The overall SD County market looks hot with 52% of new listings finding a buyer within 2-4 weeks, but how about the tonier North SD County coastal region? The year-to-date numbers look similar to the county’s stats we saw in the last post, rather ho-hum:
NSDCC Detached-Home Sales, Jan 1 – Oct 13
|Year||# of Sales||Avg $/sf||DOM|
Sales are up 19% year-over-year, but average pricing and days-on-market aren’t over-heating.
Indeed, it is a bit calmer around NSDCC:
NSDCC Detached-Homes Listed Between Sept. 15-30
Total Number of NSDCC Detached-Homes Listed Between Sept 15-30: 135
Number Already Marked Contingent, Pending, or Sold: 46
Only a third (34%) of new listings have found a buyer in NSDCC, compared to just over half (52%) throughout the county.
People hang onto the notion that it takes longer to sell the more-expensive homes, and while that is a statistical fact, we shouldn’t just accept it as normal when everything else has changed.
Reasons Why It Shouldn’t Take Longer To Sell More-Expensive Homes
The same internet tools enable all participants to determine the value accurately.
People of means should have more resources/equity = fewer distressed sales.
Better agents work the higher-end markets.
But how many NSDCC sellers price their home to sell quickly?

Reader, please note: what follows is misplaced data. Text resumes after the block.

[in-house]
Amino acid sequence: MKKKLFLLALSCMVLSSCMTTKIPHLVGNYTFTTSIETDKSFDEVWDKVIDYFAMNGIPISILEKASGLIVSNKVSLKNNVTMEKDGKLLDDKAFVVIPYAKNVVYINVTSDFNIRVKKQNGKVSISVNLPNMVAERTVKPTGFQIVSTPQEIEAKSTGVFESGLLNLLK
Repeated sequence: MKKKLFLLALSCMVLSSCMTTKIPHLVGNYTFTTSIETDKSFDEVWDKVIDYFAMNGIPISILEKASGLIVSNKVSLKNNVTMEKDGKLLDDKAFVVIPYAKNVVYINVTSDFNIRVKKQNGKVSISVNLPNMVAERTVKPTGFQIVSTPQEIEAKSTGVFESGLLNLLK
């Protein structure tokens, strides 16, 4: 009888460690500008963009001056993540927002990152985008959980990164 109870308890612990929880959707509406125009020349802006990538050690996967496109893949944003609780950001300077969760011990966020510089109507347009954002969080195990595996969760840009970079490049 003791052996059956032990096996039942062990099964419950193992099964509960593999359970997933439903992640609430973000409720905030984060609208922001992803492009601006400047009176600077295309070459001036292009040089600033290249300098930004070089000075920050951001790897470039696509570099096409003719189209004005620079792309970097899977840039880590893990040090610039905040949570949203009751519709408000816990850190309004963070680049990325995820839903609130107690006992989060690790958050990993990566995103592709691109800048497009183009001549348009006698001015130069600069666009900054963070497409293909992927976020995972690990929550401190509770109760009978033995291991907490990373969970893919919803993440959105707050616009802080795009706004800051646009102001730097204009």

There are other reasons to price ’em to sell – the hassle of keeping the house immaculate, the inconvenience of showings 7 days a week – many with short notice, and the desire to move on. But here are the NSDCC detached-home stats on how close sellers got to their list price this year, compared to how long they were on the market:
|DOM||# of Sales||SP/LP Ratio|
The Sales Price-to-List Price ratio is figured from the current LP at time the listing was marked active – it doesn’t include any price reductions in the interim. If you have been on the market 60+ days, you probably had to lower the price to re-ignite urgency because after 14 days, the showings dry up. The 95% above is probably more like 90% of the original list price, and maybe lower.
Buyers use the days-on-market stat like a club, and want to penalize sellers for not pricing accurately. They will pay all the money in the first week or two, but after that it is a slippery slope. It is more efficient for sellers to price accurately from the beginning.
Sellers will find out how hungry buyers are for new meat – there is a rush of showings during the first 1-2 weeks, then they stop on a dime, and reducing the price is the only fix.
I don’t mind taking them a little high to test the market, as long as we adjust as needed. My closed non-REO listings this year have averaged 50 DOM, and 97% SP/LP, and removing a short sale and two paid-off homes, they improve to 14 DOM and 99% SP/LP.